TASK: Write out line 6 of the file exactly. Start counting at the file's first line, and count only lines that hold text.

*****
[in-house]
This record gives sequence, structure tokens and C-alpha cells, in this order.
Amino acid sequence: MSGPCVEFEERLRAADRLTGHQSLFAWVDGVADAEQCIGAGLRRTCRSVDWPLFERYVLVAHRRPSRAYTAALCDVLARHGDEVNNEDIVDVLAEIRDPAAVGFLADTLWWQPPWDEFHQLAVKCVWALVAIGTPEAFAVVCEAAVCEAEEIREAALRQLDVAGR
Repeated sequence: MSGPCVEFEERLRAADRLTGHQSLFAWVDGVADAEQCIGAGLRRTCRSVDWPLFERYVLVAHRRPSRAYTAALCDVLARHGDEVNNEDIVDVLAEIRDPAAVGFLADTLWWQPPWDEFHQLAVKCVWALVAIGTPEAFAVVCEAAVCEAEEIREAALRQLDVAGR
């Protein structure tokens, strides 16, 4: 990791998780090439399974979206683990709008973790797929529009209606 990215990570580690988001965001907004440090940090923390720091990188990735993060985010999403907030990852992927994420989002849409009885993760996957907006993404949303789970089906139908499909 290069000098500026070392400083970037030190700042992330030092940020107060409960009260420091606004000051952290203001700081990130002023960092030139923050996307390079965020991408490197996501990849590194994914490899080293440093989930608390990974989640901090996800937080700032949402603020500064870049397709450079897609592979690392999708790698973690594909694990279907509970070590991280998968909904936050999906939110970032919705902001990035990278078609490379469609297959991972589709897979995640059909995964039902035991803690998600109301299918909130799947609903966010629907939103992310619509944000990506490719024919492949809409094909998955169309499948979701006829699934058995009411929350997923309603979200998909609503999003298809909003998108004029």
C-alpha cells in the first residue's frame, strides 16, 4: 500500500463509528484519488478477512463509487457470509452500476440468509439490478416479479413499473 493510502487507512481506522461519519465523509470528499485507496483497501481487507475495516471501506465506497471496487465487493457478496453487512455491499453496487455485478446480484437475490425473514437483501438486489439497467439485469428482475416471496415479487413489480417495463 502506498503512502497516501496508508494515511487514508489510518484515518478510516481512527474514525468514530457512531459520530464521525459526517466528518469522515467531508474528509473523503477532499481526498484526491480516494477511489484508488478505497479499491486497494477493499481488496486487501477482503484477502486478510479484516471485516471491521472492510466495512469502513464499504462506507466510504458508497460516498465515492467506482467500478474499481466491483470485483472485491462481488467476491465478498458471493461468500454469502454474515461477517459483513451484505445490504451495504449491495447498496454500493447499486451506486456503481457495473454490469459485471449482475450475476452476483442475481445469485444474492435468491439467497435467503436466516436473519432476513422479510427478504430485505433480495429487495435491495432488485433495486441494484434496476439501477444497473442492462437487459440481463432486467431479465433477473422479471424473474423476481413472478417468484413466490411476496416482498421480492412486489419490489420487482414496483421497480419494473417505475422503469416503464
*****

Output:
C-alpha cells in the first residue's frame, strides 16, 4: 500500500463509528484519488478477512463509487457470509452500476440468509439490478416479479413499473 493510502487507512481506522461519519465523509470528499485507496483497501481487507475495516471501506465506497471496487465487493457478496453487512455491499453496487455485478446480484437475490425473514437483501438486489439497467439485469428482475416471496415479487413489480417495463 502506498503512502497516501496508508494515511487514508489510518484515518478510516481512527474514525468514530457512531459520530464521525459526517466528518469522515467531508474528509473523503477532499481526498484526491480516494477511489484508488478505497479499491486497494477493499481488496486487501477482503484477502486478510479484516471485516471491521472492510466495512469502513464499504462506507466510504458508497460516498465515492467506482467500478474499481466491483470485483472485491462481488467476491465478498458471493461468500454469502454474515461477517459483513451484505445490504451495504449491495447498496454500493447499486451506486456503481457495473454490469459485471449482475450475476452476483442475481445469485444474492435468491439467497435467503436466516436473519432476513422479510427478504430485505433480495429487495435491495432488485433495486441494484434496476439501477444497473442492462437487459440481463432486467431479465433477473422479471424473474423476481413472478417468484413466490411476496416482498421480492412486489419490489420487482414496483421497480419494473417505475422503469416503464